Why does London have so few black or Asian cyclists?

A cyclist uses the brand new cycling superhighway, 2010. Image: Getty.

Cyclists in London are typically white, under 40, male and with a medium to high household income. These aren’t my words: they are Transport for London’s. 

The most recent data, which unfortunately is from 2011, suggests that only seven per cent of London’s cyclists are from ethnic minority groups. The statistic is made doubly strange when you consider that 41 per cent of Londoners are non-white.

Sadiq Khan, London’s mayor, has committed to spending a further £770m on cycling infrastructure by 2022. And yet numbers of ethnic minority cyclists remain stagnant. So why has London’s cycling revolution left black and ethnic minority communities behind? 

Dillon Harindiran, 22, was introduced to the sport at school. Born to Sri-Lankan immigrants, he speculates that a lack of experience of cycling in urban environments, combined with a lack of storage space for those living in small flats in London (ethnic minorities are more likely to live in overcrowded homes) may be why more BAME people do not cycle. 

Dr Rebecca Steinbach, an assistant professor at the London School of Tropical Medicine who conducted research on this very topic in 2009, expands on Harindiran’s suggestion with the claim that another major barrier for cycling uptake in these underrepresented groups is the image of the stereotypical cyclist. 

Because cycling is still such a rare form of transport in Britain (only two per cent of journeys are made by bike), Steinbach’s research found that to most Britons, cyclists have a specific identity: they are environmentally friendly, left-wing, and vegetarian. They are also typically someone who cares about their health and for whom riding a bike is not a risk to their social status. Steinbach also found that certain ethnic minority communities viewed cycling, in their community at least, as a sign of poverty.

This fear, unsurprisingly, does not exist among London’s high-flying bankers, for whom two wheels has become such a norm that the Financial Times even published a lifestyle piece on bankers who use cycling as a networking tool. In certain London cyclist circles, state-of-the-art bikes are now status symbols.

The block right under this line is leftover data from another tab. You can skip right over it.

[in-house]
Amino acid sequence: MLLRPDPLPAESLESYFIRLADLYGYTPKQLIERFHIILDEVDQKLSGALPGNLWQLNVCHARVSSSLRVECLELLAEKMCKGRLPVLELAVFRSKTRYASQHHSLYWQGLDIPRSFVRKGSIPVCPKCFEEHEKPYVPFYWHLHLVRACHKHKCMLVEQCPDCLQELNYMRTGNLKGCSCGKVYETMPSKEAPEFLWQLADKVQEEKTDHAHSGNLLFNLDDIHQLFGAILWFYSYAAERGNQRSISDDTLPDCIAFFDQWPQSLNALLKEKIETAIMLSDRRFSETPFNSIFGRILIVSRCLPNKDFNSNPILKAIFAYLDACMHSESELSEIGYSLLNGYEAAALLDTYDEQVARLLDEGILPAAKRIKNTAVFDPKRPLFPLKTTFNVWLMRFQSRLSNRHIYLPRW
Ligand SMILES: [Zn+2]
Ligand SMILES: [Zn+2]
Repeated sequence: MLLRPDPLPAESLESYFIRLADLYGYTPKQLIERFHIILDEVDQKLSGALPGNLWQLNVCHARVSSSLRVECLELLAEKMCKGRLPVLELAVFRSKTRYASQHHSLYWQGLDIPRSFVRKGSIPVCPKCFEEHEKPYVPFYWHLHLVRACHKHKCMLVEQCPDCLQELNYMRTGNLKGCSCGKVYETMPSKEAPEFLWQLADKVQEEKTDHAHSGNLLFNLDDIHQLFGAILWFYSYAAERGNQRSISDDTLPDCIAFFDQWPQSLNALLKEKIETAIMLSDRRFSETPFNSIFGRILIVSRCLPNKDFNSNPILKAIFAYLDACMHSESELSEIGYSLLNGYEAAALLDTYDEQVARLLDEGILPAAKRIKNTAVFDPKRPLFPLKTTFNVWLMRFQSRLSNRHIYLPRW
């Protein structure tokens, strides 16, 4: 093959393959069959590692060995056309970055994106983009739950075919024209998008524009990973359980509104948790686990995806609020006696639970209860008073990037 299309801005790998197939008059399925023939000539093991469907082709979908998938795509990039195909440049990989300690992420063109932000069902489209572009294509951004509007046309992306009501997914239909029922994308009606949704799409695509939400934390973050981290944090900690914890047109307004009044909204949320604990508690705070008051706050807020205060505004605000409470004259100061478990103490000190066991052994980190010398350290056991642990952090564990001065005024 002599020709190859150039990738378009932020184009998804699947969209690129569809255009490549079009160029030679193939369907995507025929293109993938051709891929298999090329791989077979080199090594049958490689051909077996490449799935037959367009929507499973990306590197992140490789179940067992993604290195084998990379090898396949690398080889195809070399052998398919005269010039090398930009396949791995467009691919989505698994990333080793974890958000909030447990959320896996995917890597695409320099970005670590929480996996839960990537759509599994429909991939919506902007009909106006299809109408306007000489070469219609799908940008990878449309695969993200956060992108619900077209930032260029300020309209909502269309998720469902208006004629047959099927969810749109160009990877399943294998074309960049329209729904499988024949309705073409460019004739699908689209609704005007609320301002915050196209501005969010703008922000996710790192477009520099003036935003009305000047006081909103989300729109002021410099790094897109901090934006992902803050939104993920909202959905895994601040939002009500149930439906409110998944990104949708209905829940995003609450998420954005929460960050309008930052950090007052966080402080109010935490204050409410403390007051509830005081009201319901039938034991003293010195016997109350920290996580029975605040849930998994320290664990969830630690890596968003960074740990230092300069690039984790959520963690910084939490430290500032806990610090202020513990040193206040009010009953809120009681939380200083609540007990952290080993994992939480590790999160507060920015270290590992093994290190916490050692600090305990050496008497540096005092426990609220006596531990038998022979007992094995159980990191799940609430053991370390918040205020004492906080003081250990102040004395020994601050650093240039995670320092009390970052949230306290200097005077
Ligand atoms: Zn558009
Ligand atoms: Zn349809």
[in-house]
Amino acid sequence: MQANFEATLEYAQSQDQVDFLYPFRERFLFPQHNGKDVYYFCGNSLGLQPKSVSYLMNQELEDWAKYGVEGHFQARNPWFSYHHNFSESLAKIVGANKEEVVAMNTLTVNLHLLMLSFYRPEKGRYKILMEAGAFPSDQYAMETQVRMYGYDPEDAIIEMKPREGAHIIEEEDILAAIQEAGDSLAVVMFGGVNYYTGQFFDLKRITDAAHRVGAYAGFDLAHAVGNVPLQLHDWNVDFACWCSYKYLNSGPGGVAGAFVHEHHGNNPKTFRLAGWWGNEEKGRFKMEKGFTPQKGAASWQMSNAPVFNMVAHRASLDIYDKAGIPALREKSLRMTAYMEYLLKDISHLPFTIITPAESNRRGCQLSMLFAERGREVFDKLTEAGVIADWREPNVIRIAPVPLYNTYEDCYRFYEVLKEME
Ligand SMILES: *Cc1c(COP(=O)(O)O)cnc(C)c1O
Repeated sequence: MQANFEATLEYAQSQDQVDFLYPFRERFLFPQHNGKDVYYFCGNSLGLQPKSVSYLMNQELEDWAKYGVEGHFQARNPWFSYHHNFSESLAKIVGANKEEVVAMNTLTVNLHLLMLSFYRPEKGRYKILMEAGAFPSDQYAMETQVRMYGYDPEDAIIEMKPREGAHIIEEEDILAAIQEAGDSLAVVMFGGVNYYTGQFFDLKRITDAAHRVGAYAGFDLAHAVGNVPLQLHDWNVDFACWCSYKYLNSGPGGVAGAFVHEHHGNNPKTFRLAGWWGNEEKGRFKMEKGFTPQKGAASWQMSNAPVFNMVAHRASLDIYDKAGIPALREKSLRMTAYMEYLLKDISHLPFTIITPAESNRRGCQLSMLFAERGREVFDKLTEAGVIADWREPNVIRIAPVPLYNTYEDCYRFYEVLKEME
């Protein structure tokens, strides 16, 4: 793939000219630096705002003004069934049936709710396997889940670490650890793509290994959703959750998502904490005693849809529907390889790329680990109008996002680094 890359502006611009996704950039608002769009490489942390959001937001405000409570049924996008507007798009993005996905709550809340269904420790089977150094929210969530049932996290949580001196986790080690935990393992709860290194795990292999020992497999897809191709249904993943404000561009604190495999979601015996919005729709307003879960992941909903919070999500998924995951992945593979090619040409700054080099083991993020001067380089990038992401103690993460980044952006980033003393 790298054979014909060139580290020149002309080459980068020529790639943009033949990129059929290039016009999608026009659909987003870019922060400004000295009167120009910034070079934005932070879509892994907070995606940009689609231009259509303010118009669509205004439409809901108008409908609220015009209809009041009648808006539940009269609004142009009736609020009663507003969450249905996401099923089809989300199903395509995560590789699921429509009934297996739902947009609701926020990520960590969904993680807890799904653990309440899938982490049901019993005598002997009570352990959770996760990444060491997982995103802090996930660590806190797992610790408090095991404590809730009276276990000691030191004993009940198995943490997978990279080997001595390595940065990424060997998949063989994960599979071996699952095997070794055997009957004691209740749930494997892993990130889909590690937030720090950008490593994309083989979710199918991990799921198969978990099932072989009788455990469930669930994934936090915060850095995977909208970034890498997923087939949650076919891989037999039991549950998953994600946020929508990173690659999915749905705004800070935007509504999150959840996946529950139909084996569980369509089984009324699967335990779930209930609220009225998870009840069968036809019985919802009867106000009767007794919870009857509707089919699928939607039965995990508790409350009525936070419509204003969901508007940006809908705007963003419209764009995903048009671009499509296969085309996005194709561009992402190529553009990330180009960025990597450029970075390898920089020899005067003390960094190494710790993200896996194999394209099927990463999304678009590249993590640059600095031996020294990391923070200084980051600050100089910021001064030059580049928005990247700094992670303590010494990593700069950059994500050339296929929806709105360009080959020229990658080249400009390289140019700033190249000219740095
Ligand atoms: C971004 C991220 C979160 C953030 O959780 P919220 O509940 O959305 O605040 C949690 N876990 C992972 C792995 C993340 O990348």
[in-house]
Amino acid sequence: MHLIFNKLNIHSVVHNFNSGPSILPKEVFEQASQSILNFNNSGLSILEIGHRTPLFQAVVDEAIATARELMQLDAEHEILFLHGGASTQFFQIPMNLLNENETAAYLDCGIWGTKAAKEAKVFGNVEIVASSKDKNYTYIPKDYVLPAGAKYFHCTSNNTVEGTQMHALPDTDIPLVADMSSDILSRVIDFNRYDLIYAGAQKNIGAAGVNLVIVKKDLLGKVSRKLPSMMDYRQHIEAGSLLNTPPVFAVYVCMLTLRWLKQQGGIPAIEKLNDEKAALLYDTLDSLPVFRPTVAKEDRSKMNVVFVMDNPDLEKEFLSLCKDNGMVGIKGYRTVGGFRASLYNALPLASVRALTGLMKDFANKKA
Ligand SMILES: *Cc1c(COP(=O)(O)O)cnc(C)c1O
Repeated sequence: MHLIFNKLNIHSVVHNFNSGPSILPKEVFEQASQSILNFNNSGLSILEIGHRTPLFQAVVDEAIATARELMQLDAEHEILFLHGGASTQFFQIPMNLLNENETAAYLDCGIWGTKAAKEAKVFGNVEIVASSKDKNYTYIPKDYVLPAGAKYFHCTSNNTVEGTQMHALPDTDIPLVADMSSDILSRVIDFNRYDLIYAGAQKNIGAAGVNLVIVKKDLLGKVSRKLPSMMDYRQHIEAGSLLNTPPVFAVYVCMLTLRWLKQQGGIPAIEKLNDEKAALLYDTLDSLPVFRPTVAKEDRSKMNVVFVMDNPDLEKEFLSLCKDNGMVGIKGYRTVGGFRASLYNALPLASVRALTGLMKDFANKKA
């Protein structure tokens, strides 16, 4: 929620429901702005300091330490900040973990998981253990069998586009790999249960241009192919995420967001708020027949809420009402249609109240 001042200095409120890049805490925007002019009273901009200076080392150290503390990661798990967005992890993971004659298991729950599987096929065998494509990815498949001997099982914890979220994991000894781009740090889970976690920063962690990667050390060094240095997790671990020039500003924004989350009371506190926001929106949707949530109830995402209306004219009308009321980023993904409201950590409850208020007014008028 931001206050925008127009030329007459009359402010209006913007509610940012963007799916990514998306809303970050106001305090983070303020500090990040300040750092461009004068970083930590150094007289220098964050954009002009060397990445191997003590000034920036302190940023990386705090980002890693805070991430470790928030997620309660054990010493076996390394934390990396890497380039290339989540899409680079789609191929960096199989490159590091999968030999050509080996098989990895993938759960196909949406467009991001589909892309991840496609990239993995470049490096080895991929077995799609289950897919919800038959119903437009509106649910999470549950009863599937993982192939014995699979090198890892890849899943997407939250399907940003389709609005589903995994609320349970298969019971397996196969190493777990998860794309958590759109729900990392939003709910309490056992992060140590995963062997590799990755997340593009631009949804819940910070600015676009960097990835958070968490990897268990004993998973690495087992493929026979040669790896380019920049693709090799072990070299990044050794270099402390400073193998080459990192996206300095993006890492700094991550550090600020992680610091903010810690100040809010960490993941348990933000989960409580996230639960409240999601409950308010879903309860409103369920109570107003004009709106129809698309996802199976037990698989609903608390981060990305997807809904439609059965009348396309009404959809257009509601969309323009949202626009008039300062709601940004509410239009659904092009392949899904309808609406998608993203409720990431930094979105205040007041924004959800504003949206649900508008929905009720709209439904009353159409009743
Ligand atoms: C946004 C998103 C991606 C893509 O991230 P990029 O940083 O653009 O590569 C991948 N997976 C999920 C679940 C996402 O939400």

The lack of ethnic minorities on bikes perpetuate the notion that cycling is the sole domain of the white professional. Sports coverage contributes to this image: Team Sky, Britain’s most notable cycling team, is, you guessed it, all white.

Yet it is not just about exclusive cycling subcultures. While many cycling activists point to the success of the normalisation and gender parity of cycling in Amsterdam, the relative lack of ethnic minorities who cycle in the Dutch city is less discussed.

To be a cyclist in London, one must stand one’s ground and be assertive. Zoe Banks, a community organiser in Bristol who helps train women to cycle, says historically marginalised ethnic minorities and women may not feel this sense of empowerment on London’s busy streets. Though specific to the US, a study conducted by Portland State University found that harassment and fear of crime are larger barriers to women and ethnic minority cyclists than white men. 


As a woman of colour, she says she understands why ethnic minorities would rather sit in the safety of their cars than open themselves up to harassment on a bike. Most female cyclists she knows, especially those who wear hijabs, have been verbally harassed while riding a bike.

The Portland State University study also found that cyclists who were people of colour were more likely to be hit by a car than white cyclists. The dangers of cycling in London were highlighted last October by a Business Insider reporter and cyclist who filmed his commute in the city for a month.

Val Shawcross, London’s Deputy Mayor for Transport stated, ”We know that one of the reasons that people don’t cycle is the perception that it’s unsafe. That’s why we’re pushing ahead with the next phase of segregated Cycle Superhighways in inner and outer London, investing more in Quietways, and improving some of London’s most dangerous junctions.”

Steinbach says while increasing infrastructure is a “necessary precursor, in of itself it won’t shift the culture”, And Dr Rachel Aldred, a reader at the University of Westminster in transport, also questions whether the “infrastructure we are building are serving areas where all of our diverse communities live?”

Santander cyles – or, as they’re more affectionally known by Londoners, Boris Bikes – are funded by London’s boroughs themselves, which meant they were present in wealthier suburbs, such as Hammersmith, several years ago, while the city’s more deprived areas had to wait until recently, as is the case in Brixton, or are still yet to receive them.

TfL points to its TfL Cycling Grants London programme, which has funded groups encouraging ethnic minorities to take up the sport – yet London’s cycling culture continues to be the province of the young, healthy, socially conscious urbanite with a disposable income.